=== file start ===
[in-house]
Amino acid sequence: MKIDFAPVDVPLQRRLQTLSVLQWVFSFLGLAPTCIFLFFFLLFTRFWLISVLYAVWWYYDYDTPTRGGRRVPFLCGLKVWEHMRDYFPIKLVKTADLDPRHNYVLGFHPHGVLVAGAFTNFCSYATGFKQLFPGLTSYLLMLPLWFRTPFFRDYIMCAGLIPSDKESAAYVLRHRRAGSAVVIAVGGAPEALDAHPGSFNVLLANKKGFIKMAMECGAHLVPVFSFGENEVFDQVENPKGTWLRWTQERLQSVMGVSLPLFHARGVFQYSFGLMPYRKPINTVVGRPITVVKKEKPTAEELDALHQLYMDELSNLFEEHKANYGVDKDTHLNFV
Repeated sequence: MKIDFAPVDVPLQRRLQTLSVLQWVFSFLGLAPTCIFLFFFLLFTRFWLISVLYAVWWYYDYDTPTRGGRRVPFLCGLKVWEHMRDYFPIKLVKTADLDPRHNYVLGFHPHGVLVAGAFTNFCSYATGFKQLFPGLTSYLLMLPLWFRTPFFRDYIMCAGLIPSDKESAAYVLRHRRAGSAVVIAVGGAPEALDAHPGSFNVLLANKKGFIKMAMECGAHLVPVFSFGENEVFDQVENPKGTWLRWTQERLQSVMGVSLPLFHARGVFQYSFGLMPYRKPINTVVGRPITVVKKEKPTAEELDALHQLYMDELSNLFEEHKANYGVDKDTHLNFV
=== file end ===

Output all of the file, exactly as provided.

[in-house]
Amino acid sequence: MKIDFAPVDVPLQRRLQTLSVLQWVFSFLGLAPTCIFLFFFLLFTRFWLISVLYAVWWYYDYDTPTRGGRRVPFLCGLKVWEHMRDYFPIKLVKTADLDPRHNYVLGFHPHGVLVAGAFTNFCSYATGFKQLFPGLTSYLLMLPLWFRTPFFRDYIMCAGLIPSDKESAAYVLRHRRAGSAVVIAVGGAPEALDAHPGSFNVLLANKKGFIKMAMECGAHLVPVFSFGENEVFDQVENPKGTWLRWTQERLQSVMGVSLPLFHARGVFQYSFGLMPYRKPINTVVGRPITVVKKEKPTAEELDALHQLYMDELSNLFEEHKANYGVDKDTHLNFV
Repeated sequence: MKIDFAPVDVPLQRRLQTLSVLQWVFSFLGLAPTCIFLFFFLLFTRFWLISVLYAVWWYYDYDTPTRGGRRVPFLCGLKVWEHMRDYFPIKLVKTADLDPRHNYVLGFHPHGVLVAGAFTNFCSYATGFKQLFPGLTSYLLMLPLWFRTPFFRDYIMCAGLIPSDKESAAYVLRHRRAGSAVVIAVGGAPEALDAHPGSFNVLLANKKGFIKMAMECGAHLVPVFSFGENEVFDQVENPKGTWLRWTQERLQSVMGVSLPLFHARGVFQYSFGLMPYRKPINTVVGRPITVVKKEKPTAEELDALHQLYMDELSNLFEEHKANYGVDKDTHLNFV